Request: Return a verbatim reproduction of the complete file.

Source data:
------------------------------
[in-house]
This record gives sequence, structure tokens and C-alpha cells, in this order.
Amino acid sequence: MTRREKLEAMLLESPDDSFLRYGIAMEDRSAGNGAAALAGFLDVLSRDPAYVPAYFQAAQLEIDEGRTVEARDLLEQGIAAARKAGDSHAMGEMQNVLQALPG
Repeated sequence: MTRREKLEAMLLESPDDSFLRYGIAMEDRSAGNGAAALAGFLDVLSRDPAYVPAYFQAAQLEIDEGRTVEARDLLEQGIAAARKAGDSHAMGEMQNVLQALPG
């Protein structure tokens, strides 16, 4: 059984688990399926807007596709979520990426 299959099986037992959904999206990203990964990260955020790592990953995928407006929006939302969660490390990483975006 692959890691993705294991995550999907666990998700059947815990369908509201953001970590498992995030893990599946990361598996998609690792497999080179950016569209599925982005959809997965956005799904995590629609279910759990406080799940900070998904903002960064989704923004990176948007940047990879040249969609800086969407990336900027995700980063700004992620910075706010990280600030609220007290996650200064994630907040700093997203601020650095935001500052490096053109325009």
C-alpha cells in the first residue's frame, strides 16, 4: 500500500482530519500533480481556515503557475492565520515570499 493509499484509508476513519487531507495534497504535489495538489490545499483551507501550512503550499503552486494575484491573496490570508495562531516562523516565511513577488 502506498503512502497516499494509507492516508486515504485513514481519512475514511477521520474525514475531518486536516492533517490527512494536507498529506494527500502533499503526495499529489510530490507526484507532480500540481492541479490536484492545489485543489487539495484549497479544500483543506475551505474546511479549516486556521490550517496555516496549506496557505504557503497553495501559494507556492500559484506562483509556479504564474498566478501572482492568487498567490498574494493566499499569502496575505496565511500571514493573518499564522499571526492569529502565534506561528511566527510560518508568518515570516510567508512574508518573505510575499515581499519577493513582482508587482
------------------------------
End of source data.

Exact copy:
[in-house]
This record gives sequence, structure tokens and C-alpha cells, in this order.
Amino acid sequence: MTRREKLEAMLLESPDDSFLRYGIAMEDRSAGNGAAALAGFLDVLSRDPAYVPAYFQAAQLEIDEGRTVEARDLLEQGIAAARKAGDSHAMGEMQNVLQALPG
Repeated sequence: MTRREKLEAMLLESPDDSFLRYGIAMEDRSAGNGAAALAGFLDVLSRDPAYVPAYFQAAQLEIDEGRTVEARDLLEQGIAAARKAGDSHAMGEMQNVLQALPG
């Protein structure tokens, strides 16, 4: 059984688990399926807007596709979520990426 299959099986037992959904999206990203990964990260955020790592990953995928407006929006939302969660490390990483975006 692959890691993705294991995550999907666990998700059947815990369908509201953001970590498992995030893990599946990361598996998609690792497999080179950016569209599925982005959809997965956005799904995590629609279910759990406080799940900070998904903002960064989704923004990176948007940047990879040249969609800086969407990336900027995700980063700004992620910075706010990280600030609220007290996650200064994630907040700093997203601020650095935001500052490096053109325009």
C-alpha cells in the first residue's frame, strides 16, 4: 500500500482530519500533480481556515503557475492565520515570499 493509499484509508476513519487531507495534497504535489495538489490545499483551507501550512503550499503552486494575484491573496490570508495562531516562523516565511513577488 502506498503512502497516499494509507492516508486515504485513514481519512475514511477521520474525514475531518486536516492533517490527512494536507498529506494527500502533499503526495499529489510530490507526484507532480500540481492541479490536484492545489485543489487539495484549497479544500483543506475551505474546511479549516486556521490550517496555516496549506496557505504557503497553495501559494507556492500559484506562483509556479504564474498566478501572482492568487498567490498574494493566499499569502496575505496565511500571514493573518499564522499571526492569529502565534506561528511566527510560518508568518515570516510567508512574508518573505510575499515581499519577493513582482508587482